THE DAY DENNIS HOPPER BLEW HIMSELF UP WITH DYNAMITE

Published on: June 20, 2003

Talk about getting blasted!

Notorious Hollywood baddie Dennis Hopper once blew himself up with dynamite -- and came out without a scratch!

The 67-year-old "Blue Velvet" star, a veteran of legendary battles against drug and alcohol addiction, insists he was stone-cold sober when as a young photographer and painter he surrounded himself with sticks of dynamite and detonated them as part of a "performance art" piece.

"I wasn't suicidal or high, but I decided to blow myself up," the quirky actor said in an interview at the premiere of his new movie "Knockaround Guys," in which he stars opposite "XXX" hunk Vin Diesel.

"This was in the early '80s in Houston. It was for an art show. I had decided to do something really different."

Hopper's big blast was to take place at the Big H Speedway, where a master of ceremonies would give a blow-by-blow account of the blow-up over a public address system.

"I circled myself with six full-sized sticks of dynamite, only just a few feet away from me on the ground, rigged up to go off simultaneously," Hopper recalled.

"The key to my survival was, when they blew up together, they would create a vacuum in the middle, sort of putting me into the eye of the hurricane, where if I stayed hunched over lying flat I would be completely safe.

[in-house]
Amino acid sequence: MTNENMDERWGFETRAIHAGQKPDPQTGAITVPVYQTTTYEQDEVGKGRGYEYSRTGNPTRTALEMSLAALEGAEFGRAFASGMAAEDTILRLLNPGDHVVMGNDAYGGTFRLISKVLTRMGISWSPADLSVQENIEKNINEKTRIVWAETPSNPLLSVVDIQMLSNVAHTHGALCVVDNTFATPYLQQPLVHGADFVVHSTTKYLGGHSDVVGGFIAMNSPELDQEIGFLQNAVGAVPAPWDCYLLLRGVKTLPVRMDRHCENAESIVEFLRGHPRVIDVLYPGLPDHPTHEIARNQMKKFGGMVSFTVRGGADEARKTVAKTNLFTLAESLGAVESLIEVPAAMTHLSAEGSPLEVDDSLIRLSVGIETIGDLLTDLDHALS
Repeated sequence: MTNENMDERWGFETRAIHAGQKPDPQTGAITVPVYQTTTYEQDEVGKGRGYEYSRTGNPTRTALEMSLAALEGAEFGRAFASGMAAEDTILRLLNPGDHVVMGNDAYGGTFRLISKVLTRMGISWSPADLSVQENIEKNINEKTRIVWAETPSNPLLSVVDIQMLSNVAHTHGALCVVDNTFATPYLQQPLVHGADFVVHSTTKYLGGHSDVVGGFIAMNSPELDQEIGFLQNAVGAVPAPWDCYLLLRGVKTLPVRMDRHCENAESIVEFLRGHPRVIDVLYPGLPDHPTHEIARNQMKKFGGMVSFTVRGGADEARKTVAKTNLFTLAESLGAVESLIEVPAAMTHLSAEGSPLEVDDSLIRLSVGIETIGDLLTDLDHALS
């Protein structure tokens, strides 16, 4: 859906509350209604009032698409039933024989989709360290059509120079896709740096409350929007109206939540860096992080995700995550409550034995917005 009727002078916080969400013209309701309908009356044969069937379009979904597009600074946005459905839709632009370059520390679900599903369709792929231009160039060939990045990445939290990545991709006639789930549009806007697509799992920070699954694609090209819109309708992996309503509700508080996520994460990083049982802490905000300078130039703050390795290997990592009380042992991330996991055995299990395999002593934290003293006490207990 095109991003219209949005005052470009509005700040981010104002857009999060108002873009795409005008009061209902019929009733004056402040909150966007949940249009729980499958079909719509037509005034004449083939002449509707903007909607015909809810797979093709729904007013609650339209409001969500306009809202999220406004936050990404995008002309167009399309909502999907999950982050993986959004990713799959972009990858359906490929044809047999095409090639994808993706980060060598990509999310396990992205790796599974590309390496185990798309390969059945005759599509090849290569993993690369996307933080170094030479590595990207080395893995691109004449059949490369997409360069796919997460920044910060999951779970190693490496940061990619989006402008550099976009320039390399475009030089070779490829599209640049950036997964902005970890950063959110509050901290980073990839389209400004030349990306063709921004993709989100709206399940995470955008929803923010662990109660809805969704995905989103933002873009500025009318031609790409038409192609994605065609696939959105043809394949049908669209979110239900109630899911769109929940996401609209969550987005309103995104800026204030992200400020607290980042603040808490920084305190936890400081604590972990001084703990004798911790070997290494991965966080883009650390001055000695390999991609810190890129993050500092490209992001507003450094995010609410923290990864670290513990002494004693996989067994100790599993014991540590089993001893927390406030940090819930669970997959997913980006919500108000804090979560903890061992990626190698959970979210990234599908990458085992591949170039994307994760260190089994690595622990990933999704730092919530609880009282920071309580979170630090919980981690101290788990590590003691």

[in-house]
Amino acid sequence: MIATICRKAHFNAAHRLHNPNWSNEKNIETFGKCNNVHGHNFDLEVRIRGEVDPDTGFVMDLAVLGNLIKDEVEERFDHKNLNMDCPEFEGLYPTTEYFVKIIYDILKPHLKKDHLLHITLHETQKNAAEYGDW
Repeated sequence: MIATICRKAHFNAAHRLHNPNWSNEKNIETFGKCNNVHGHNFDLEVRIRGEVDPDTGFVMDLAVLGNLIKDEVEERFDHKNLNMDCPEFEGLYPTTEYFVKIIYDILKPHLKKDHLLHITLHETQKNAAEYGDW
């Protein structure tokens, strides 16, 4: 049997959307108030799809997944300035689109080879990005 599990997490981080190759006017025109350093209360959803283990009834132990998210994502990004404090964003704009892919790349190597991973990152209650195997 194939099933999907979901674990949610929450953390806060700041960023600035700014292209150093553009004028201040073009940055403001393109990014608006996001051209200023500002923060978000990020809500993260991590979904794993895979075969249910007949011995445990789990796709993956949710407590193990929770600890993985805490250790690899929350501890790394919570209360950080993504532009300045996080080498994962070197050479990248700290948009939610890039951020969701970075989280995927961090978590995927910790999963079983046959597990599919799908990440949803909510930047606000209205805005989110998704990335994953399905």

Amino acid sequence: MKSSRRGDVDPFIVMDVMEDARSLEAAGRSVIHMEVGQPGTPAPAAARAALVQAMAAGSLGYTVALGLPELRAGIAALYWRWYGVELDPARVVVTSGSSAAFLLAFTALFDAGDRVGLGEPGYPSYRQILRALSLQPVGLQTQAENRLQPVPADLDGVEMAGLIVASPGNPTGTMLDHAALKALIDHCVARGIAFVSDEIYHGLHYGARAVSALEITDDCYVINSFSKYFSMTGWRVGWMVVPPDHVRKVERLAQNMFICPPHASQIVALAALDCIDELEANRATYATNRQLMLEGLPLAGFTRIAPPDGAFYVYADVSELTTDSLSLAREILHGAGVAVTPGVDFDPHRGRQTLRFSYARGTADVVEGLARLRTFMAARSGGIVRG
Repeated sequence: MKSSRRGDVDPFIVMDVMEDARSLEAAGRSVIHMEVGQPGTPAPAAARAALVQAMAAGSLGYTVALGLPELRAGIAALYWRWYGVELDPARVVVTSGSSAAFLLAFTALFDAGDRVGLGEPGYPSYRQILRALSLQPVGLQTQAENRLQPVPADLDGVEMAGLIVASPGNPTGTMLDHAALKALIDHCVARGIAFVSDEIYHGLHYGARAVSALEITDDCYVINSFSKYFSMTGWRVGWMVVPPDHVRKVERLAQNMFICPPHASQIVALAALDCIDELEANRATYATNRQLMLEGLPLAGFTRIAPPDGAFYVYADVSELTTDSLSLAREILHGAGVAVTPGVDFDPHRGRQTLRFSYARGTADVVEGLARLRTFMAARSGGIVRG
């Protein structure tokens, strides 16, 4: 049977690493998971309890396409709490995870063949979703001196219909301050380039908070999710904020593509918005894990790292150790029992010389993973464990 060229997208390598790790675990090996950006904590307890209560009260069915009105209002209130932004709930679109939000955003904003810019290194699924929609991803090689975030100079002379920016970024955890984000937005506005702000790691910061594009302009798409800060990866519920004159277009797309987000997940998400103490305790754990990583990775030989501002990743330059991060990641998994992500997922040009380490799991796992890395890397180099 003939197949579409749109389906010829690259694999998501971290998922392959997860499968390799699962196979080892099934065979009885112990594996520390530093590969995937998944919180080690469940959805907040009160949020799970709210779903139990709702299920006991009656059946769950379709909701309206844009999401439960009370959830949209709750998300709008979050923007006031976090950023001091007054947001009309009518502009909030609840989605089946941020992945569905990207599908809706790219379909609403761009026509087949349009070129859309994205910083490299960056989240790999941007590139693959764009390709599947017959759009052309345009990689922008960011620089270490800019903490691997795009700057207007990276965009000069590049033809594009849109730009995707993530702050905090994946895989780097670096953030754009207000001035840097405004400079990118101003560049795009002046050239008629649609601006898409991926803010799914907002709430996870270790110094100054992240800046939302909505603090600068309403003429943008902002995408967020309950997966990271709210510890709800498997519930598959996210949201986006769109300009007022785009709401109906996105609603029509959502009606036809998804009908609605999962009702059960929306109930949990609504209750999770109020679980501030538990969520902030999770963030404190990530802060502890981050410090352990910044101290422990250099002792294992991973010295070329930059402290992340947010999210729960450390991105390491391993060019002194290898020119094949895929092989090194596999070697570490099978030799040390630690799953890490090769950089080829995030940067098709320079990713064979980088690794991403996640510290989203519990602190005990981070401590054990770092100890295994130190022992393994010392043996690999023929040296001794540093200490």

"I plugged up my ears with wax. Then at the last minute I got so scared, my heart was really pounding. I could not make the two wires touch that would set off the explosion and the MC was saying that the powder must have gotten wet, and playing the crowd for time.

"There were hundreds of people who had turned out thinking that this mad painter was going to kill himself by blowing his head off. Then finally the wires touched, there was a flash, and in two seconds it was all over and I just jumped up in my fine white suit without even a speck of dirt on me!"

But although daredevil Hopper survived without a scratch, he didn't come out totally unscathed, he admitted.

"For weeks afterward I was falling all over the place because the shock wave of the explosion did something strange to my sense of equilibrium -- so it seemed like I was punch-drunk."